M1N2. Students will understand place value notation for the numbers 1 to 99. (Discussions may allude to 3-digit numbers to assist in understanding place value.)
I have written about this standard previously. In that entry, I discussed different rules of our numeration system. In this post, I want to discuss a bit about what it means to understand "place value."
When you ask young children problems like 24 + 32 before they learn addition of two-digit numbers formally, they would often say something like this: "I know 20 and 30 is 50 and 4 and 2 is 6. So, the answer is 56." So, does this child understand "place value"? It is difficult to say. English number words beyond 20 has a very distinct and easily recognizable pattern. 21 is read "twenty one," 22 "twenty two," etc.. Young children easily notice that "twenty" and "one." Thus, they can easily "decompose" the number words into "twenty" and "two," but that is not enough to say they understand our number system. Understanding of our number system requires not only recognizing 21 is made up of 20 and 1, but also 21 is made up of "2 tens and 1." Because children are often familiar with the decade number words, "ten, twenty, thirty, forty, fifty, sixty, ..." they can determine that "twenty and thirty is fifty." Children who understand "place value" can say that 20+30 is the same things as 2 tens plus 3 tens, thus 2+3=5 tens.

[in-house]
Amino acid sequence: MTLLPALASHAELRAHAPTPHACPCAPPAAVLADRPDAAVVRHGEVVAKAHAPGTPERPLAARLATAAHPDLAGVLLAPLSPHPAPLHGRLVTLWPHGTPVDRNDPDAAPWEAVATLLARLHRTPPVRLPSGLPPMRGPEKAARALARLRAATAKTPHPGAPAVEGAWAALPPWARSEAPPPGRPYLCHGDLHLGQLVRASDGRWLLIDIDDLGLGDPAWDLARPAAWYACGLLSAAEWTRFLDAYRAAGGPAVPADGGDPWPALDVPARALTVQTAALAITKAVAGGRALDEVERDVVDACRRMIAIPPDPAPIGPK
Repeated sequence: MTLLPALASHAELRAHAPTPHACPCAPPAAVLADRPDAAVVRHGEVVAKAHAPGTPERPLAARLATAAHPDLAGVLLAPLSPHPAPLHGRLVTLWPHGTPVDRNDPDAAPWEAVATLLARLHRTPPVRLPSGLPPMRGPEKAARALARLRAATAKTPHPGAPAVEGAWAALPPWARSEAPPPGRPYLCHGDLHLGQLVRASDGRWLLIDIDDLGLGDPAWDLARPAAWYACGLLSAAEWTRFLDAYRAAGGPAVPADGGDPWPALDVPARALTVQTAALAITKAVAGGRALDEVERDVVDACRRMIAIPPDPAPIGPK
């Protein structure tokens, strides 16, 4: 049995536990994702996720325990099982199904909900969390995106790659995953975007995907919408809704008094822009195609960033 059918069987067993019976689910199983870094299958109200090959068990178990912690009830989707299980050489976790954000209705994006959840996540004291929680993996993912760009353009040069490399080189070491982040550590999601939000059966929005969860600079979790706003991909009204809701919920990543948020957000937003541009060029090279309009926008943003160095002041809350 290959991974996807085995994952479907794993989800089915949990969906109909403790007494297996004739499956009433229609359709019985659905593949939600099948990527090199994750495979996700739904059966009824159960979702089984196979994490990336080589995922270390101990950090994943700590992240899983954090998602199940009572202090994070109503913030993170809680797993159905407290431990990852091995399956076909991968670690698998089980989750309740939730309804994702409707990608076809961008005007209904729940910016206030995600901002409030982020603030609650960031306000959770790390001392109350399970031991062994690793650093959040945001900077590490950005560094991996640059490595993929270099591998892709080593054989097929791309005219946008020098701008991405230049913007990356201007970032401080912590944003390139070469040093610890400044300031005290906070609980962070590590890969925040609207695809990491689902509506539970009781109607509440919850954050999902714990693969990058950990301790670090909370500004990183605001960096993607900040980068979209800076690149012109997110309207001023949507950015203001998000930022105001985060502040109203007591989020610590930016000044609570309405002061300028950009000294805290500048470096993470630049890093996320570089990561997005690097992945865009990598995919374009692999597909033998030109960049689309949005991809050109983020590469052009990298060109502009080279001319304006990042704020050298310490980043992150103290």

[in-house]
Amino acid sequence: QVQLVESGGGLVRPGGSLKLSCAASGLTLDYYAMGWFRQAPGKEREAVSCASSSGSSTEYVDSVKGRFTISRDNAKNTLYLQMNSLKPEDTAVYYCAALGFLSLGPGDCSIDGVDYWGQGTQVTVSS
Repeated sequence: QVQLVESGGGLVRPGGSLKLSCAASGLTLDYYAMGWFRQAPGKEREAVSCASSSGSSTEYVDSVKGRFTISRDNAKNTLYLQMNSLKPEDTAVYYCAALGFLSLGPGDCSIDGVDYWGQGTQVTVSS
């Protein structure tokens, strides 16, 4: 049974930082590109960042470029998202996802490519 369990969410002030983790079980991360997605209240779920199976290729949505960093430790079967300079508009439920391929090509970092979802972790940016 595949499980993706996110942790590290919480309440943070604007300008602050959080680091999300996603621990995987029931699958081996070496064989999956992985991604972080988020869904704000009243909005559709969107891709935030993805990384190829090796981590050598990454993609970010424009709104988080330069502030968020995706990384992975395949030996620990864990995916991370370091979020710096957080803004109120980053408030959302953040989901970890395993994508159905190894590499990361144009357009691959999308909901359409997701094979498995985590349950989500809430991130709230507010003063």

Clearly understanding of "place value" is important for children's understanding of computational algorithms starting in Grade 2. However, this understanding is one of the important goals when we have children think about how to solve problems like 20+30 in Grade 1 (M1N3g). The focus of M1N3g is not to develop computational strategies but really to deepen their understanding of our number system.
Elaboration of Georgia Performance Standards by Tad Watanabe is licensed under a Creative Commons Attribution-NonCommercial-ShareAlike 3.0 Unported License.